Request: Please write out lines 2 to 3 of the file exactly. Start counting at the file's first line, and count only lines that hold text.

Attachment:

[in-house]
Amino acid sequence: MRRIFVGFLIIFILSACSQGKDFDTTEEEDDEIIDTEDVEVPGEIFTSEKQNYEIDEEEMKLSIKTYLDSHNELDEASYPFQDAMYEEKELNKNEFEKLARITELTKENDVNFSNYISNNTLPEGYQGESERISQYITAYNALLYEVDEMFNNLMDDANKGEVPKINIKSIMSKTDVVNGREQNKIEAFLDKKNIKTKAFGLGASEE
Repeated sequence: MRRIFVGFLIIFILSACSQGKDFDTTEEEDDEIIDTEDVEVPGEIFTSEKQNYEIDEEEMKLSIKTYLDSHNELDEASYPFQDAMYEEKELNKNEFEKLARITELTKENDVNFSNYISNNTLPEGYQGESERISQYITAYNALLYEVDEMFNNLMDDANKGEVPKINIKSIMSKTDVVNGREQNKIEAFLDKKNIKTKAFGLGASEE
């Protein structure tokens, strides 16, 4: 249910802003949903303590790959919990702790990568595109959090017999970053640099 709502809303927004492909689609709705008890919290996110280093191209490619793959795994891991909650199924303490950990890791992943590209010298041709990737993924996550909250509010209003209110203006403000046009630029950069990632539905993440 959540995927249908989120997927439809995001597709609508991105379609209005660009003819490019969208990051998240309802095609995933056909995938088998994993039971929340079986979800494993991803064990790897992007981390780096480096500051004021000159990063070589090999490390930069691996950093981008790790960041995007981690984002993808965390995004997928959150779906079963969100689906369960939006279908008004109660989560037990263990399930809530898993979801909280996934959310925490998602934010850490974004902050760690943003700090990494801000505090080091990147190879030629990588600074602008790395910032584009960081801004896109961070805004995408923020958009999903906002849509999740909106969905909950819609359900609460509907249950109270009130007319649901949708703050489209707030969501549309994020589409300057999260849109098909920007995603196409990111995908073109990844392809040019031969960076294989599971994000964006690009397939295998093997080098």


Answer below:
Amino acid sequence: MRRIFVGFLIIFILSACSQGKDFDTTEEEDDEIIDTEDVEVPGEIFTSEKQNYEIDEEEMKLSIKTYLDSHNELDEASYPFQDAMYEEKELNKNEFEKLARITELTKENDVNFSNYISNNTLPEGYQGESERISQYITAYNALLYEVDEMFNNLMDDANKGEVPKINIKSIMSKTDVVNGREQNKIEAFLDKKNIKTKAFGLGASEE
Repeated sequence: MRRIFVGFLIIFILSACSQGKDFDTTEEEDDEIIDTEDVEVPGEIFTSEKQNYEIDEEEMKLSIKTYLDSHNELDEASYPFQDAMYEEKELNKNEFEKLARITELTKENDVNFSNYISNNTLPEGYQGESERISQYITAYNALLYEVDEMFNNLMDDANKGEVPKINIKSIMSKTDVVNGREQNKIEAFLDKKNIKTKAFGLGASEE